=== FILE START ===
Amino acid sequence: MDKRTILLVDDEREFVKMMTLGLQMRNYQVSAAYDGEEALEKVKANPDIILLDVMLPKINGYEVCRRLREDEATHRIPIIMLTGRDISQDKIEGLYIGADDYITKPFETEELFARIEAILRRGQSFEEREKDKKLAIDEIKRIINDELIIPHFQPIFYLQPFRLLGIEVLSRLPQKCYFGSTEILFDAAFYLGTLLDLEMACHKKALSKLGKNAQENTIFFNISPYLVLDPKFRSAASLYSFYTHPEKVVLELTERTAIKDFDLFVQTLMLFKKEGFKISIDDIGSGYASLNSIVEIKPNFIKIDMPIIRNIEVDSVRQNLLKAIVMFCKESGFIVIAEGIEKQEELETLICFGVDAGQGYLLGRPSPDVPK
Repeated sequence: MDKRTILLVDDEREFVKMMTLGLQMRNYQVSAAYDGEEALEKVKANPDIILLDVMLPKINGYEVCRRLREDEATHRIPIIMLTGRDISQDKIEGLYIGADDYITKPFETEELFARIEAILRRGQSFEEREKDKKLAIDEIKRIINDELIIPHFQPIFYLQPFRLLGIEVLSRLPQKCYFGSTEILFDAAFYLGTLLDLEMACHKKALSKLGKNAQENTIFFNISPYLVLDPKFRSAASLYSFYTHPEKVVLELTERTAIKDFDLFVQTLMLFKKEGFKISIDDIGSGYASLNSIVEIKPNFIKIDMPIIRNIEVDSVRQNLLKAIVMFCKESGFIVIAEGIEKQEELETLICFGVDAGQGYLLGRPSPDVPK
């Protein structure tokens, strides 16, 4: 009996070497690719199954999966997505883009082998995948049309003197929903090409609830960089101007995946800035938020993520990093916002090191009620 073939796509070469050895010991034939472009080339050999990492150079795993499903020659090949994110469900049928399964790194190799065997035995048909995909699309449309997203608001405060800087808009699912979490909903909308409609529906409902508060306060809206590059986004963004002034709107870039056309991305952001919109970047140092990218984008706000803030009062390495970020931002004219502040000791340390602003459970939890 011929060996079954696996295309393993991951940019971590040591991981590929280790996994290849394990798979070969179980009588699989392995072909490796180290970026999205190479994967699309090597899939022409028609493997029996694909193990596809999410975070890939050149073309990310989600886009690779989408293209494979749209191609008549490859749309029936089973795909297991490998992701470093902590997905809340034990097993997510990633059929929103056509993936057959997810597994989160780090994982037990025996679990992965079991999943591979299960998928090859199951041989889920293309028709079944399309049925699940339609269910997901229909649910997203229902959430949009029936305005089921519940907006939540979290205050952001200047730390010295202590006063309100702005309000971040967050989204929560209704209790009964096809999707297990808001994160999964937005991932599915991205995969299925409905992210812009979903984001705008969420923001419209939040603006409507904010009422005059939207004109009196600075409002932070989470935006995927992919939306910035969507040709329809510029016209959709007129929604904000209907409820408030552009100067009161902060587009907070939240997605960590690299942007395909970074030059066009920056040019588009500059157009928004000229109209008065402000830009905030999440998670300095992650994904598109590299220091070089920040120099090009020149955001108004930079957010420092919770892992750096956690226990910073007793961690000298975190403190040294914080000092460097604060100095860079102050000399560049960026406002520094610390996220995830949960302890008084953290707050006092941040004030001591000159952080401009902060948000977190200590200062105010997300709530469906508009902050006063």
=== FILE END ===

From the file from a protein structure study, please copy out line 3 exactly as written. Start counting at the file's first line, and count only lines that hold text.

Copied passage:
């Protein structure tokens, strides 16, 4: 009996070497690719199954999966997505883009082998995948049309003197929903090409609830960089101007995946800035938020993520990093916002090191009620 073939796509070469050895010991034939472009080339050999990492150079795993499903020659090949994110469900049928399964790194190799065997035995048909995909699309449309997203608001405060800087808009699912979490909903909308409609529906409902508060306060809206590059986004963004002034709107870039056309991305952001919109970047140092990218984008706000803030009062390495970020931002004219502040000791340390602003459970939890 011929060996079954696996295309393993991951940019971590040591991981590929280790996994290849394990798979070969179980009588699989392995072909490796180290970026999205190479994967699309090597899939022409028609493997029996694909193990596809999410975070890939050149073309990310989600886009690779989408293209494979749209191609008549490859749309029936089973795909297991490998992701470093902590997905809340034990097993997510990633059929929103056509993936057959997810597994989160780090994982037990025996679990992965079991999943591979299960998928090859199951041989889920293309028709079944399309049925699940339609269910997901229909649910997203229902959430949009029936305005089921519940907006939540979290205050952001200047730390010295202590006063309100702005309000971040967050989204929560209704209790009964096809999707297990808001994160999964937005991932599915991205995969299925409905992210812009979903984001705008969420923001419209939040603006409507904010009422005059939207004109009196600075409002932070989470935006995927992919939306910035969507040709329809510029016209959709007129929604904000209907409820408030552009100067009161902060587009907070939240997605960590690299942007395909970074030059066009920056040019588009500059157009928004000229109209008065402000830009905030999440998670300095992650994904598109590299220091070089920040120099090009020149955001108004930079957010420092919770892992750096956690226990910073007793961690000298975190403190040294914080000092460097604060100095860079102050000399560049960026406002520094610390996220995830949960302890008084953290707050006092941040004030001591000159952080401009902060948000977190200590200062105010997300709530469906508009902050006063």